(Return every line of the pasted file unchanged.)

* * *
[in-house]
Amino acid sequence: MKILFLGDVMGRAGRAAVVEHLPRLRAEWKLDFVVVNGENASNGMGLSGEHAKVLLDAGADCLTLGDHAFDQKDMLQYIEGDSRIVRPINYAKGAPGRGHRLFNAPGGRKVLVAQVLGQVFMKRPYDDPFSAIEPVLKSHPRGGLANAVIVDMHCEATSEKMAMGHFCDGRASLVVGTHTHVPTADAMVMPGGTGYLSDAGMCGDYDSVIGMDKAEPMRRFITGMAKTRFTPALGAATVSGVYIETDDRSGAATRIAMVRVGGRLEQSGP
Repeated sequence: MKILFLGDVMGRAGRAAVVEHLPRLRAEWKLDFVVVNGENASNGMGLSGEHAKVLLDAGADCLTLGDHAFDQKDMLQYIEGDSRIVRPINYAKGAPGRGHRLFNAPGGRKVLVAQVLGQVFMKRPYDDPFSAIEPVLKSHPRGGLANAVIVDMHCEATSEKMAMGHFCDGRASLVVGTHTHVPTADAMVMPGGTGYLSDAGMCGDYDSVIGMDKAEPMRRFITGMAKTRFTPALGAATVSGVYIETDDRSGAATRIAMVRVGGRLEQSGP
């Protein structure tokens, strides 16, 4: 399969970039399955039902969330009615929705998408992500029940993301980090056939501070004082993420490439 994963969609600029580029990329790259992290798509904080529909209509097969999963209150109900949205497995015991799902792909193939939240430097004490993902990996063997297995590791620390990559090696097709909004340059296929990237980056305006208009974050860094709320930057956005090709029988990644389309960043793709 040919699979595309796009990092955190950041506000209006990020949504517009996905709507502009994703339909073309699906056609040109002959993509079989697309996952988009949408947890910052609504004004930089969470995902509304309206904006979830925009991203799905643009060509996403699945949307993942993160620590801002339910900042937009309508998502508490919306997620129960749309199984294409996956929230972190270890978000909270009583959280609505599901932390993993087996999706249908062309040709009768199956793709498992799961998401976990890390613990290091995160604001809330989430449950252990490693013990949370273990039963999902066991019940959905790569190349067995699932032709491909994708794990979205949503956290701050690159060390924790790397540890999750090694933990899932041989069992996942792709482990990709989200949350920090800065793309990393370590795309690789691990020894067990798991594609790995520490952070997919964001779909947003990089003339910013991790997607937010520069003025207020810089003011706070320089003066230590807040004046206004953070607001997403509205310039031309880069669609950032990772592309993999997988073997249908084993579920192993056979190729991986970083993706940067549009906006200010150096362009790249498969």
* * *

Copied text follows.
[in-house]
Amino acid sequence: MKILFLGDVMGRAGRAAVVEHLPRLRAEWKLDFVVVNGENASNGMGLSGEHAKVLLDAGADCLTLGDHAFDQKDMLQYIEGDSRIVRPINYAKGAPGRGHRLFNAPGGRKVLVAQVLGQVFMKRPYDDPFSAIEPVLKSHPRGGLANAVIVDMHCEATSEKMAMGHFCDGRASLVVGTHTHVPTADAMVMPGGTGYLSDAGMCGDYDSVIGMDKAEPMRRFITGMAKTRFTPALGAATVSGVYIETDDRSGAATRIAMVRVGGRLEQSGP
Repeated sequence: MKILFLGDVMGRAGRAAVVEHLPRLRAEWKLDFVVVNGENASNGMGLSGEHAKVLLDAGADCLTLGDHAFDQKDMLQYIEGDSRIVRPINYAKGAPGRGHRLFNAPGGRKVLVAQVLGQVFMKRPYDDPFSAIEPVLKSHPRGGLANAVIVDMHCEATSEKMAMGHFCDGRASLVVGTHTHVPTADAMVMPGGTGYLSDAGMCGDYDSVIGMDKAEPMRRFITGMAKTRFTPALGAATVSGVYIETDDRSGAATRIAMVRVGGRLEQSGP
């Protein structure tokens, strides 16, 4: 399969970039399955039902969330009615929705998408992500029940993301980090056939501070004082993420490439 994963969609600029580029990329790259992290798509904080529909209509097969999963209150109900949205497995015991799902792909193939939240430097004490993902990996063997297995590791620390990559090696097709909004340059296929990237980056305006208009974050860094709320930057956005090709029988990644389309960043793709 040919699979595309796009990092955190950041506000209006990020949504517009996905709507502009994703339909073309699906056609040109002959993509079989697309996952988009949408947890910052609504004004930089969470995902509304309206904006979830925009991203799905643009060509996403699945949307993942993160620590801002339910900042937009309508998502508490919306997620129960749309199984294409996956929230972190270890978000909270009583959280609505599901932390993993087996999706249908062309040709009768199956793709498992799961998401976990890390613990290091995160604001809330989430449950252990490693013990949370273990039963999902066991019940959905790569190349067995699932032709491909994708794990979205949503956290701050690159060390924790790397540890999750090694933990899932041989069992996942792709482990990709989200949350920090800065793309990393370590795309690789691990020894067990798991594609790995520490952070997919964001779909947003990089003339910013991790997607937010520069003025207020810089003011706070320089003066230590807040004046206004953070607001997403509205310039031309880069669609950032990772592309993999997988073997249908084993579920192993056979190729991986970083993706940067549009906006200010150096362009790249498969």